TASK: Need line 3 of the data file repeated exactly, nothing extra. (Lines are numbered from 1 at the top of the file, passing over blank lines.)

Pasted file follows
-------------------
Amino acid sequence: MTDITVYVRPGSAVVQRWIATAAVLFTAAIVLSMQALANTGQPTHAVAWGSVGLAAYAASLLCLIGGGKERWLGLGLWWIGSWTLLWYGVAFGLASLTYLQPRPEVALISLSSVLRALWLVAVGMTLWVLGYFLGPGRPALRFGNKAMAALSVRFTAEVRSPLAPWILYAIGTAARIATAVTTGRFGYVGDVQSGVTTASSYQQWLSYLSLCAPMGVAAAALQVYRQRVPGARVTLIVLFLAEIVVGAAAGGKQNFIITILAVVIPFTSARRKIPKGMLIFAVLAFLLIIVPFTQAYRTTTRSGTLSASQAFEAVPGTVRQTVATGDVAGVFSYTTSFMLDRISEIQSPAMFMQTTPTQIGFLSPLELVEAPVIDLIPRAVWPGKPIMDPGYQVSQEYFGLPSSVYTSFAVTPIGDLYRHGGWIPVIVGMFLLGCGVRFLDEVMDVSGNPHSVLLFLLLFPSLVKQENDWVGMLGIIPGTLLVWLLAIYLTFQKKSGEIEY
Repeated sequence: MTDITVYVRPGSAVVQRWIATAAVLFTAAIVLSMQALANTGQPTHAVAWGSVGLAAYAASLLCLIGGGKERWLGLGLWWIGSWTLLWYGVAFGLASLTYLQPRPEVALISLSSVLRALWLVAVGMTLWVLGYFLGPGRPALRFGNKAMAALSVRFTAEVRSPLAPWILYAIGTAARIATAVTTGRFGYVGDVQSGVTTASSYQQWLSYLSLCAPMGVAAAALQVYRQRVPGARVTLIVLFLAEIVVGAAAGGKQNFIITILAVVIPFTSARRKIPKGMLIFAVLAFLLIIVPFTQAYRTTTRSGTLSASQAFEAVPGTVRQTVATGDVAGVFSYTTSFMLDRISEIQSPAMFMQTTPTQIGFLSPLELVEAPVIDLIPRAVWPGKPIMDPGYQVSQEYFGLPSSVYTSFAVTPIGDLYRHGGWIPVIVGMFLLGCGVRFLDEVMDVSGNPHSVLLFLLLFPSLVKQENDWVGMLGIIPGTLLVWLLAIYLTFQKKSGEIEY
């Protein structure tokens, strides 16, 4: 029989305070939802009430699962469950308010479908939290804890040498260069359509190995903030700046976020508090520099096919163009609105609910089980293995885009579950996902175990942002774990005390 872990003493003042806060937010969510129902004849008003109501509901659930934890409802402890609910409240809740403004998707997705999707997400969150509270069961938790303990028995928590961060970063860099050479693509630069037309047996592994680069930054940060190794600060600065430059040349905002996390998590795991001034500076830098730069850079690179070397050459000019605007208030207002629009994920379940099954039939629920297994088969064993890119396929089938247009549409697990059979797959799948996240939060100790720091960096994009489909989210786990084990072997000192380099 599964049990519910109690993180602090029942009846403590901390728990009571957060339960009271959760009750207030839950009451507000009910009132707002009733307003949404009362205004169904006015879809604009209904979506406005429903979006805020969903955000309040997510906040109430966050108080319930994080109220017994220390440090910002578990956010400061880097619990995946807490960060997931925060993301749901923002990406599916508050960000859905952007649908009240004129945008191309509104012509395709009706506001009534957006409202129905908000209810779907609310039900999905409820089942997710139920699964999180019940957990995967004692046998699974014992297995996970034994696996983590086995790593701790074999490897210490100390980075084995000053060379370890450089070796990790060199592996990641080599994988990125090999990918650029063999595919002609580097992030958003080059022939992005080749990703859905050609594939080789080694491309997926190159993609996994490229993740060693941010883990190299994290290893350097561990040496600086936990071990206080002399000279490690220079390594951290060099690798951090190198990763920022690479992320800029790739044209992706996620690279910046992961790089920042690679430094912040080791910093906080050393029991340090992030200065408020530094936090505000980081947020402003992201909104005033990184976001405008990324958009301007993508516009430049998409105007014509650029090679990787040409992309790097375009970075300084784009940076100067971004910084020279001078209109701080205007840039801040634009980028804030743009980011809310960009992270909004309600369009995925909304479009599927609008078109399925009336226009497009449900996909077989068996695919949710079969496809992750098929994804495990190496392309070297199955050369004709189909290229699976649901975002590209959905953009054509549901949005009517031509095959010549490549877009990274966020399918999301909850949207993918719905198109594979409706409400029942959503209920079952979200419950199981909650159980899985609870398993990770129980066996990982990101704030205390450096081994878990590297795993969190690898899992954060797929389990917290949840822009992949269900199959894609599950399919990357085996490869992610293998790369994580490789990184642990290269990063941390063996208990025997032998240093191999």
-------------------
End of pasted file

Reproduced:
């Protein structure tokens, strides 16, 4: 029989305070939802009430699962469950308010479908939290804890040498260069359509190995903030700046976020508090520099096919163009609105609910089980293995885009579950996902175990942002774990005390 872990003493003042806060937010969510129902004849008003109501509901659930934890409802402890609910409240809740403004998707997705999707997400969150509270069961938790303990028995928590961060970063860099050479693509630069037309047996592994680069930054940060190794600060600065430059040349905002996390998590795991001034500076830098730069850079690179070397050459000019605007208030207002629009994920379940099954039939629920297994088969064993890119396929089938247009549409697990059979797959799948996240939060100790720091960096994009489909989210786990084990072997000192380099 599964049990519910109690993180602090029942009846403590901390728990009571957060339960009271959760009750207030839950009451507000009910009132707002009733307003949404009362205004169904006015879809604009209904979506406005429903979006805020969903955000309040997510906040109430966050108080319930994080109220017994220390440090910002578990956010400061880097619990995946807490960060997931925060993301749901923002990406599916508050960000859905952007649908009240004129945008191309509104012509395709009706506001009534957006409202129905908000209810779907609310039900999905409820089942997710139920699964999180019940957990995967004692046998699974014992297995996970034994696996983590086995790593701790074999490897210490100390980075084995000053060379370890450089070796990790060199592996990641080599994988990125090999990918650029063999595919002609580097992030958003080059022939992005080749990703859905050609594939080789080694491309997926190159993609996994490229993740060693941010883990190299994290290893350097561990040496600086936990071990206080002399000279490690220079390594951290060099690798951090190198990763920022690479992320800029790739044209992706996620690279910046992961790089920042690679430094912040080791910093906080050393029991340090992030200065408020530094936090505000980081947020402003992201909104005033990184976001405008990324958009301007993508516009430049998409105007014509650029090679990787040409992309790097375009970075300084784009940076100067971004910084020279001078209109701080205007840039801040634009980028804030743009980011809310960009992270909004309600369009995925909304479009599927609008078109399925009336226009497009449900996909077989068996695919949710079969496809992750098929994804495990190496392309070297199955050369004709189909290229699976649901975002590209959905953009054509549901949005009517031509095959010549490549877009990274966020399918999301909850949207993918719905198109594979409706409400029942959503209920079952979200419950199981909650159980899985609870398993990770129980066996990982990101704030205390450096081994878990590297795993969190690898899992954060797929389990917290949840822009992949269900199959894609599950399919990357085996490869992610293998790369994580490789990184642990290269990063941390063996208990025997032998240093191999």